. .

Oscars 2017: La La Land-Moonlight late plot twist saves dull Oscars

And the winner isn’t: Faye Dunaway, left, and Warren Beatty present the award for best picture to the wrong film. Photo: Chris Pizzello Barry Jenkins, foreground centre, and the Moonlight cast accept the award for best picture.

Jordan Horowitz, producer of “La La Land,” shows the envelope revealing Moonlight as the true winner of best picture, with Warren Beatty and host Jimmy Kimmel at right. Photo: Chris Pizzello

It was the late plot twist that turned a so-so ceremony into an unforgettable moment we’ll be talking about for years to come. It was the moment Bonnie and Clyde pulled off the greatest heist in Academy Awards history – stealing the best picture Oscar from right under the nose of Moonlight, if only momentarily.

It was car-crash television, and no matter how many times you see it, or how many explanations you read, it will remain as baffling and remarkable as it was in the moment it actually happened.

Warren Beatty and Faye Dunaway were on stage to announce the final award of the night, best picture. They were there to mark the 50th anniversary of Bonnie and Clyde, which Beatty produced and the pair starred in, a film that won two awards from 10 nominations in 1968. And they got it so horribly wrong.

Beatty set up the announcement, then baulked, seemingly confused by what was written on the card inside the red envelope. But as he dithered, Dunaway blazed ahead, announcing La La Land as best picture.

Only it wasn’t. Moonlight was.

It really couldn’t have been much worse if Basil Fawlty had been up there alongside them. “Don’t mention the award. I mentioned it once, but I think I got away with it.”

Watching in , it was impossible not to think of the moment Sarah Murdoch announced the wrong winner live on the finale of ‘s Next Top Model in 2010. But that was to a pay TV audience of about 200,000 people. The Oscars are seen, if we are to believe the Academy’s hype, by more than a billion.

How, you have to ask, in an event stage-managed and planned to such a degree, could the biggest set-piece of the night go so utterly wrong? And, you might add, wasn’t it a hoot to see it happen.

Apparently, there are two envelopes for each award (a practice that might be up for a rethink after this), and as Beatty walked on stage he mistakenly took the duplicate envelope containing the best actress award winner, Emma Stone for La La Land.

That would explain why he looked so confused as he gazed at the card, though it doesn’t explain why he gave it to Dunaway and let her read out La La Land as best picture winner, and smiled Beattyfically beside her as she did so.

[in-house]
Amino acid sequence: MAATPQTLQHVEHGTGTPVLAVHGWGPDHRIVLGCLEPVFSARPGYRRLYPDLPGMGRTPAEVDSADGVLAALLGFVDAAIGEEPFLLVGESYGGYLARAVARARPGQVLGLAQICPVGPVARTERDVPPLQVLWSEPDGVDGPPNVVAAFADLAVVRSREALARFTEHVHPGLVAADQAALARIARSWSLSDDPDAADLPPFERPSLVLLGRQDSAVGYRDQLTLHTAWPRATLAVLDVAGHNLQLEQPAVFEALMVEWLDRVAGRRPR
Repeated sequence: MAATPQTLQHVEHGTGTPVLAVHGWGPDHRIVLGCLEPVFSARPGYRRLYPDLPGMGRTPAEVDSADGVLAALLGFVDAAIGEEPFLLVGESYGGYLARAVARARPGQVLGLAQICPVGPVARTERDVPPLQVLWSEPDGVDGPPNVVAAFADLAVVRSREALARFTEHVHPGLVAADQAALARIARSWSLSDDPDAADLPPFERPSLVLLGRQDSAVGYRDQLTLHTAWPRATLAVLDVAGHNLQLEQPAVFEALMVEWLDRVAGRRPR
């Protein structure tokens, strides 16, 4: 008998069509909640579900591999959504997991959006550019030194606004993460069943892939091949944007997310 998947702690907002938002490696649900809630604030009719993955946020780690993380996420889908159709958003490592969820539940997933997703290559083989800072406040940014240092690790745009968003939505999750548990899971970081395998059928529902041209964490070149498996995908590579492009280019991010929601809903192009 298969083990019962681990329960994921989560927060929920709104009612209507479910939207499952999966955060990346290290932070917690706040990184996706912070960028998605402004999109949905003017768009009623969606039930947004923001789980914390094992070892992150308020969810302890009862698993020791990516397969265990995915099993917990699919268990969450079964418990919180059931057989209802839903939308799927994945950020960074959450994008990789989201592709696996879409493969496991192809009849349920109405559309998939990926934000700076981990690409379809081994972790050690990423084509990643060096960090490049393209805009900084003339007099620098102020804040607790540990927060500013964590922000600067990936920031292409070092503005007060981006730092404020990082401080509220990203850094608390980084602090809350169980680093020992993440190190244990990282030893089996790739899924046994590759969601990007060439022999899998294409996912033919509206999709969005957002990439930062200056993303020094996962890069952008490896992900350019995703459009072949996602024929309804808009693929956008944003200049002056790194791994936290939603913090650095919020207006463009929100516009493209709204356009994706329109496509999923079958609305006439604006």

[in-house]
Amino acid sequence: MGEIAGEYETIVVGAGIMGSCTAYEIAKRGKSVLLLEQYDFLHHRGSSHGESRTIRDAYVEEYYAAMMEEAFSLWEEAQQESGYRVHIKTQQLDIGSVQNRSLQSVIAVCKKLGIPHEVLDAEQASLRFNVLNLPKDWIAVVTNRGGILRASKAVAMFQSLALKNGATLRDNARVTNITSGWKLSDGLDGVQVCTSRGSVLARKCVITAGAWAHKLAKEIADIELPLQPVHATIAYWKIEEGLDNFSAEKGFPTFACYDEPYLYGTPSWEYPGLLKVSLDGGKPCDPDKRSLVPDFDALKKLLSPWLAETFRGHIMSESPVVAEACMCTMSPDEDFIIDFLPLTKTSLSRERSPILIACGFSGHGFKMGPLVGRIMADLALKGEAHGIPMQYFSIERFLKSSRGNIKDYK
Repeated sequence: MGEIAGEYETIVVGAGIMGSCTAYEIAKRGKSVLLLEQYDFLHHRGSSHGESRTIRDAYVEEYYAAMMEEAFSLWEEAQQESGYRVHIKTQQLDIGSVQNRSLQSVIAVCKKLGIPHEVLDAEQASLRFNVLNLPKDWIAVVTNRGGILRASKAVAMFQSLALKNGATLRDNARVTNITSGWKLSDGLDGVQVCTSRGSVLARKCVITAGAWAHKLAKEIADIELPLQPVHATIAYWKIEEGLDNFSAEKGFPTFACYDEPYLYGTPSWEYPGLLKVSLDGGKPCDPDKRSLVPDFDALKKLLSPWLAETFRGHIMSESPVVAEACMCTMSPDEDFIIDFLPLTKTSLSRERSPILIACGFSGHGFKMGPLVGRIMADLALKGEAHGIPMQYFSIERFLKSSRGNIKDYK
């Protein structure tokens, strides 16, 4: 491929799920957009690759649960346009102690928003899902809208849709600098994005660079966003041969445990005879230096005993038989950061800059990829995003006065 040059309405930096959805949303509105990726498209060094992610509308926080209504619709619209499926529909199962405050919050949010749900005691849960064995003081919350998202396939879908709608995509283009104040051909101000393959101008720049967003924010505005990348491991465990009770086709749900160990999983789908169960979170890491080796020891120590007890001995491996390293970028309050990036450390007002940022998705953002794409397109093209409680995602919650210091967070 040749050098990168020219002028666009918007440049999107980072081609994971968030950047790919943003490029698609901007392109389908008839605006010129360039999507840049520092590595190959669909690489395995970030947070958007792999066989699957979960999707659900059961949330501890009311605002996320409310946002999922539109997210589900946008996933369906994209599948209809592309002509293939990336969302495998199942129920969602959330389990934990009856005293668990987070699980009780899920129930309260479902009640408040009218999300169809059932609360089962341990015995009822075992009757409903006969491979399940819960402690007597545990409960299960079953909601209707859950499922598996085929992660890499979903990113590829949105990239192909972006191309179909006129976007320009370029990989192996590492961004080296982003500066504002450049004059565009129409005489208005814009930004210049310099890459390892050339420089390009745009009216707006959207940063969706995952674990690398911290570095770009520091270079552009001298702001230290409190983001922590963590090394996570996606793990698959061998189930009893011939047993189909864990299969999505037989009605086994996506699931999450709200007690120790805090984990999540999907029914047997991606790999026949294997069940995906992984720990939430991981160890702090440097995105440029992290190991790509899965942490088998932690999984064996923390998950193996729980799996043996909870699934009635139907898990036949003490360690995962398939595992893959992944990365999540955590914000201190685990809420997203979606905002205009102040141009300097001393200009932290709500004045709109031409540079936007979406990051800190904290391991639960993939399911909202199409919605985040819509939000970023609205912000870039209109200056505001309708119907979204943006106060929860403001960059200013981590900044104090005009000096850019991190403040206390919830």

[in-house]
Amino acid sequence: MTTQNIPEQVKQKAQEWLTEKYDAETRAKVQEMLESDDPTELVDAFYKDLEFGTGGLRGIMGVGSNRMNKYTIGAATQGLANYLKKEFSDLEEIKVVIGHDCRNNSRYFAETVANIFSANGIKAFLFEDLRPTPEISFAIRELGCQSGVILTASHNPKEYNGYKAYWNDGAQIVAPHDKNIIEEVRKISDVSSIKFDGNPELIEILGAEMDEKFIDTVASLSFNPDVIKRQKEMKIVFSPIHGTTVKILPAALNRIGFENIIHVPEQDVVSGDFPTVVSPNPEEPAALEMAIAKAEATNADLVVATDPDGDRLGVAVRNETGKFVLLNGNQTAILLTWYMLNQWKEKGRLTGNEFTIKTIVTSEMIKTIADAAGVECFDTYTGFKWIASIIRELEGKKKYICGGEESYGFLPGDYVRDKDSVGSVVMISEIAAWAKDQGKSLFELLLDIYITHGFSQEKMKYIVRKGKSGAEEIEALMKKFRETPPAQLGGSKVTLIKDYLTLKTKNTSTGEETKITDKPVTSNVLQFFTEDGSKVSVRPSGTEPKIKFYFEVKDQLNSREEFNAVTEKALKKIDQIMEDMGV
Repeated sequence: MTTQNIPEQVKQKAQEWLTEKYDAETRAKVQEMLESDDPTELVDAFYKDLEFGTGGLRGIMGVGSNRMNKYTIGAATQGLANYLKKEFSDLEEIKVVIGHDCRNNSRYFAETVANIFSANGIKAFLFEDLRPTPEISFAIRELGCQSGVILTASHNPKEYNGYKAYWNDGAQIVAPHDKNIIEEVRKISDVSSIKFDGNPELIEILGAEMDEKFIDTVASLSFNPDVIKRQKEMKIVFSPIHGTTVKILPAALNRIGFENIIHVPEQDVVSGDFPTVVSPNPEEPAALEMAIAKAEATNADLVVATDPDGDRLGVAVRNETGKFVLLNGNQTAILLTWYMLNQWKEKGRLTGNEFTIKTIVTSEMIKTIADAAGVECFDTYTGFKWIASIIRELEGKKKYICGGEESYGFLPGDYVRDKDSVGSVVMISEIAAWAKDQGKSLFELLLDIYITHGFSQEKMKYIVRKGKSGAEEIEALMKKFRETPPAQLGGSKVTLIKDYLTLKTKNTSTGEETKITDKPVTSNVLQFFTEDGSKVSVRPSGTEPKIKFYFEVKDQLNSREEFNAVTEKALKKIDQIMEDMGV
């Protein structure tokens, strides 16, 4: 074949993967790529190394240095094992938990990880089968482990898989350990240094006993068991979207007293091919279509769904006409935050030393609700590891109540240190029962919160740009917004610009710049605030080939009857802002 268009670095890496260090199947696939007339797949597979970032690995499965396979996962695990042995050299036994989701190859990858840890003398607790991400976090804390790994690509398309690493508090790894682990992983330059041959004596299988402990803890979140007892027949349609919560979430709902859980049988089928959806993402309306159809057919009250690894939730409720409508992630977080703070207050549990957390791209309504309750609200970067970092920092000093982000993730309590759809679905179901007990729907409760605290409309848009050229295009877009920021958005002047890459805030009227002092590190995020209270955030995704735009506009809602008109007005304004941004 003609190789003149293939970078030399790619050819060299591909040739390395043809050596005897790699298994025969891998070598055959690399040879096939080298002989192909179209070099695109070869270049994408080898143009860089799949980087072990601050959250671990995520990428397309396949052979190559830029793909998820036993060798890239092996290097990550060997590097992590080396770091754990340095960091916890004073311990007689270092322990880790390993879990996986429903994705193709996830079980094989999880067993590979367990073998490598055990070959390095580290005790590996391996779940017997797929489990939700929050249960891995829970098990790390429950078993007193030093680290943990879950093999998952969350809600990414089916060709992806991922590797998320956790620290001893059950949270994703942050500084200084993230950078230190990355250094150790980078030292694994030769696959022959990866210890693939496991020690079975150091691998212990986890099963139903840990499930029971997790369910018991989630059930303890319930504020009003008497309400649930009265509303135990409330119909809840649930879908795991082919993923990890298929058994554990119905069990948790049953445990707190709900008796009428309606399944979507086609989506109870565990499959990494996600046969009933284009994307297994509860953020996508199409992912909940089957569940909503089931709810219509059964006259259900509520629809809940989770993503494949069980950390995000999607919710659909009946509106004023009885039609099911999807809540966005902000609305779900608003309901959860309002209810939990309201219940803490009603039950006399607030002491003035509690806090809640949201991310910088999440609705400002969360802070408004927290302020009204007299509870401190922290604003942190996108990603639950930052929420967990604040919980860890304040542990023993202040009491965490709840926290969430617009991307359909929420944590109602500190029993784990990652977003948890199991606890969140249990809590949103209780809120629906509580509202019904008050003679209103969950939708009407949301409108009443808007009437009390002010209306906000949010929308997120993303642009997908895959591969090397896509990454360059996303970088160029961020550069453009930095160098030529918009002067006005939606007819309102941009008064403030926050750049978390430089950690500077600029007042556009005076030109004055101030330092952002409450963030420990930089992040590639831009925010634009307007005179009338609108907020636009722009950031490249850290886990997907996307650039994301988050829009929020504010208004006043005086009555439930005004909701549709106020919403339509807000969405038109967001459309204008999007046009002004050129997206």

It was only as the producers of that film were well into their acceptance speeches that it became apparent what had happened.

Host Jimmy Kimmel wrapped the evening by saying, “I knew I would screw up this show. I really did.” But in truth, he had done a pretty decent job, bringing a little edge to proceedings without ever descending into nastiness. The running gag about his supposed feud with Matt Damon aside, that is.

What really surprised was how tame the evening was. Kimmel got in a dig at Donald Trump, and even tweeted to him. “We’re more than two hours into the show and Donald Trump hasn’t tweeted at us once,” said Kimmel. “I’m starting to get worried about him.”

Mexican actor Gael Garcia Bernal took a swipe at Trump’s wall, and there were many nods to diversity and inclusiveness. But for the most part, presenters and winners alike preferred to let the films do the talking.

Maybe that was fair enough in a year of uncommonly strong movies, many of which carried subtle, or not so subtle, messages about acceptance and tolerance and common humanity. But with no one taking the opportunity afforded by the platform to really make a statement, the way Glenda Jackson or Vanessa Redgrave or Marlon Brando did in years gone by, it was a largely unremarkable event.

And then along came Bonnie and Clyde to turn everything on its head.

Yes they shot the place up and made an ungainly mess. But wasn’t it magnificent?

Karl Quinn is on facebook at karlquinnjournalist and on twitter @karlkwin

Comments are closed.

Sorry, comments are closed for this post.